For Dodge, directing the Guthrie's big summer musical checks off one of the last items on her bucket list as she wraps up a 46-year career that began with her choreographing "Little Shop" at the Repertory Theatre of St. Louis .

"Are you kidding me, I get to work here?" Dodge said before a recent rehearsal, nodding to the company's 1963 founding that sparked the nation's regional theater movement. The Guthrie also charted another revolution in the field in 1983 when it became the first regional company to stage a musical: "Guys and Dolls."

"The Guthrie is a dream place for almost everyone in the American theater," she said.

"Little Shop" began life as "The Passionate People Eater," a 1960 B-movie by Roger Corman that featured a young Jack Nicholson. Shot in two days, it used leftover set pieces and stage blood. It was then turned into the cult musical in a grungy, 99-seat New York theater where it ran for decades. That was all before Ashman and Menken became big, Disney-certified hitmakers of "The Little Mermaid," "Beauty and the Beast" and "Aladdin."

Dodge is reaching back to honor what Ashman and Menken birthed.

"Roger Corman was the king of schlock, so I thought, hey, let's lean into the B-movie, sci-fi origins of this," she said, "and see how we can bring out kernels of the story and exploit them a little."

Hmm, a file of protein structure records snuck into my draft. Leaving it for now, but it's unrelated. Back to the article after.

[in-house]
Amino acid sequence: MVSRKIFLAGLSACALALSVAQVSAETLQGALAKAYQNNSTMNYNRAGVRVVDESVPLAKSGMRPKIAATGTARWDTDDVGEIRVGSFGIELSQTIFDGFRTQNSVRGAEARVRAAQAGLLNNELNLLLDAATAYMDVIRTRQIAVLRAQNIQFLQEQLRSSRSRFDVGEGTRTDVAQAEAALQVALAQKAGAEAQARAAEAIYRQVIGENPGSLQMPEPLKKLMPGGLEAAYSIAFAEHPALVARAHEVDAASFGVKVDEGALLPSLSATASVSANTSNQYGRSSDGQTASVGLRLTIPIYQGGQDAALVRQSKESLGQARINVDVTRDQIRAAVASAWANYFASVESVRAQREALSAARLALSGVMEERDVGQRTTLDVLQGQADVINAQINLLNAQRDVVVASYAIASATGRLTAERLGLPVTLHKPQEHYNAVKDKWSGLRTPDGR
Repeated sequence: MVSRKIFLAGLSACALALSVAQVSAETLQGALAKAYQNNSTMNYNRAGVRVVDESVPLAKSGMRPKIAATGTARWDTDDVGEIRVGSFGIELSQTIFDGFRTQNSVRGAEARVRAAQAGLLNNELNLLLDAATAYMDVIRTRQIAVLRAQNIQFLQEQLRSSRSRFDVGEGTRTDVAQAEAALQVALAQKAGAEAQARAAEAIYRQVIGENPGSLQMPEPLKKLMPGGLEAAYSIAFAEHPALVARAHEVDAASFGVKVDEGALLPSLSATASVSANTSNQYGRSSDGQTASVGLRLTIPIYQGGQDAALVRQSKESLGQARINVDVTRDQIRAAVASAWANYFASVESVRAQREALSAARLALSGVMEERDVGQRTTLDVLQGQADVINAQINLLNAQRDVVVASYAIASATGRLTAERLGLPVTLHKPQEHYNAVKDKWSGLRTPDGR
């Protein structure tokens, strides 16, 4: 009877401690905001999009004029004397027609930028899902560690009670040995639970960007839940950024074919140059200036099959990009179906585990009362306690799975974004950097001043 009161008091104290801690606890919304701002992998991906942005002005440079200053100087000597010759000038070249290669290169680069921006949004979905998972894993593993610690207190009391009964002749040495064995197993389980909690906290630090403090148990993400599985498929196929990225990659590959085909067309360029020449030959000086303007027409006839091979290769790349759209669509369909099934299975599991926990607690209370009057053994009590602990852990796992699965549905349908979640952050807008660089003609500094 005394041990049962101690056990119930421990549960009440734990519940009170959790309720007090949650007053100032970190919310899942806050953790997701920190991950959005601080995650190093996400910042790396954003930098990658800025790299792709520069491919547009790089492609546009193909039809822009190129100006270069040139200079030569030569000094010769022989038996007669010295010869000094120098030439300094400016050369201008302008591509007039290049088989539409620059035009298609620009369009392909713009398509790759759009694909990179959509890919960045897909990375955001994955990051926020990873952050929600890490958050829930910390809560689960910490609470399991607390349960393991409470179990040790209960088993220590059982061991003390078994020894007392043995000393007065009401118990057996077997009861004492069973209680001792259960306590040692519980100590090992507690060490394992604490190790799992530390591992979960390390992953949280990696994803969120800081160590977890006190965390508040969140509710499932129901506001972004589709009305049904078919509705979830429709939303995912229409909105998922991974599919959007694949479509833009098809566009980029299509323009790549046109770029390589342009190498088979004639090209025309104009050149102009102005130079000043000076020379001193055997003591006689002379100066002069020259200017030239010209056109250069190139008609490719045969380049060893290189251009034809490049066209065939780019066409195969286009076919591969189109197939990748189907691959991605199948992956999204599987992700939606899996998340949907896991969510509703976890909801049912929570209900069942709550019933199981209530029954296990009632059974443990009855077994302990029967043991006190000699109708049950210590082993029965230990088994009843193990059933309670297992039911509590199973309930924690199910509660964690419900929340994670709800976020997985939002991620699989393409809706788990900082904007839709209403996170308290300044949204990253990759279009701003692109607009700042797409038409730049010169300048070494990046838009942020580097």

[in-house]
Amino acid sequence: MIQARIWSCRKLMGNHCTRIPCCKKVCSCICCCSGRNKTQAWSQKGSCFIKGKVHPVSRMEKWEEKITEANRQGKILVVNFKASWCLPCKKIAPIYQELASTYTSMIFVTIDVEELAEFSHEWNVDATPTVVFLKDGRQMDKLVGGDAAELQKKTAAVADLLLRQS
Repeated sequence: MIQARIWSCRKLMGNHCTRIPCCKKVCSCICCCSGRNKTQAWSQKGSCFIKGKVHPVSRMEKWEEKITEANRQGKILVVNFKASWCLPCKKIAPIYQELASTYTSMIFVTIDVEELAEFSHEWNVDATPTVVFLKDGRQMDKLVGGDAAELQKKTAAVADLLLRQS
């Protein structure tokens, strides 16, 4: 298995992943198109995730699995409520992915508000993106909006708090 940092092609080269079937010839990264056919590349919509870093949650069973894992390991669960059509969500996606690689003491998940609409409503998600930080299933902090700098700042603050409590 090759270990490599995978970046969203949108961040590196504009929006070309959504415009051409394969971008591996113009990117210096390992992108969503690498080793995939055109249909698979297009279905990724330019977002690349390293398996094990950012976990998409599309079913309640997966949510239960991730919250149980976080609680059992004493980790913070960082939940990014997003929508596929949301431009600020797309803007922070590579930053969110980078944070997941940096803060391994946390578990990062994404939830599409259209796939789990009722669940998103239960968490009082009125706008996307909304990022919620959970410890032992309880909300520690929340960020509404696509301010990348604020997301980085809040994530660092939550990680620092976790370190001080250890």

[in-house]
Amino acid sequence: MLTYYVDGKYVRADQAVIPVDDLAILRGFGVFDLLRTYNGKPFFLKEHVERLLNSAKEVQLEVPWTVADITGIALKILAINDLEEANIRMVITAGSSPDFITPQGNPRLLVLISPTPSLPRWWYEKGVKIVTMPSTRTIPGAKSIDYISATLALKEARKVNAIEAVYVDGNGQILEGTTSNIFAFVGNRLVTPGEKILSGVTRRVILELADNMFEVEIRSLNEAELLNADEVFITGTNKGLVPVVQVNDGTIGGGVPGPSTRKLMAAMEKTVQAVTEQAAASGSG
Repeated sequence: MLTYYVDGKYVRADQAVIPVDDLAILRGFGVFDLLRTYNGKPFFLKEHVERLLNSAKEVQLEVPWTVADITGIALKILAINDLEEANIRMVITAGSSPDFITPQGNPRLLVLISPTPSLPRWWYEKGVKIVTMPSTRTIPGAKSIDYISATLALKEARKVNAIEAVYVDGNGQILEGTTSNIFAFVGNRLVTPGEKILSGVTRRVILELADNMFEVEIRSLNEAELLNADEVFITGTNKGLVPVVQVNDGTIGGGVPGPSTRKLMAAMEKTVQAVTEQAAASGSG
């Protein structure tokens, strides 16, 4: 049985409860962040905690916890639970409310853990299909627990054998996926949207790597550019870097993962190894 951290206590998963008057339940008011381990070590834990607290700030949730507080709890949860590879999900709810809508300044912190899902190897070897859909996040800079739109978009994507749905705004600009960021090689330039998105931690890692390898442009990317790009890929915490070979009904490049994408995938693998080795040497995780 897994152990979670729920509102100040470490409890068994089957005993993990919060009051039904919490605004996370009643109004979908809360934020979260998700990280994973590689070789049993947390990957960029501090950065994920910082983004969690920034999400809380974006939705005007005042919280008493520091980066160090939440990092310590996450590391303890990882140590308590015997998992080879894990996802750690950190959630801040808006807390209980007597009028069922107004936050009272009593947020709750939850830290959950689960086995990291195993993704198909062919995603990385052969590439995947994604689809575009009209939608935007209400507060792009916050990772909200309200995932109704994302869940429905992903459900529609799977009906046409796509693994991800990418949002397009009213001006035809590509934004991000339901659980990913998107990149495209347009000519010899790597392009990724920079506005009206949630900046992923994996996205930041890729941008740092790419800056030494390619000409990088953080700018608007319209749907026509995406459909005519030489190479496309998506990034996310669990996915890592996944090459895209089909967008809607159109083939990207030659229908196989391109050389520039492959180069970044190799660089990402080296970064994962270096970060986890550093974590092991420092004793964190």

The themes she's teasing out are serious, almost making "Little Shop" sound like a tragedy.

"We talk about the play like it's 'Death of a Salesman' but at the same time, the sci-fi lens, the B-movie lens and the stylized nature of the show and the quirks of these little weirdos provide a great deal of comedy that is disarming to the audience," Roland said. "I worked on a very sad musical in 'Dear Evan Hansen,' which tugged at your heartstrings and made you cry. But don't forget it was also a laugh-a-minute book.

"And what was my job then is my job now — which is to deliver that comedy that keeps people disarmed for when the realness drops on you."

Dodge said that when working on a production, she often makes a Venn diagram of when the source material was written, when the play or musical was written and what's happening today.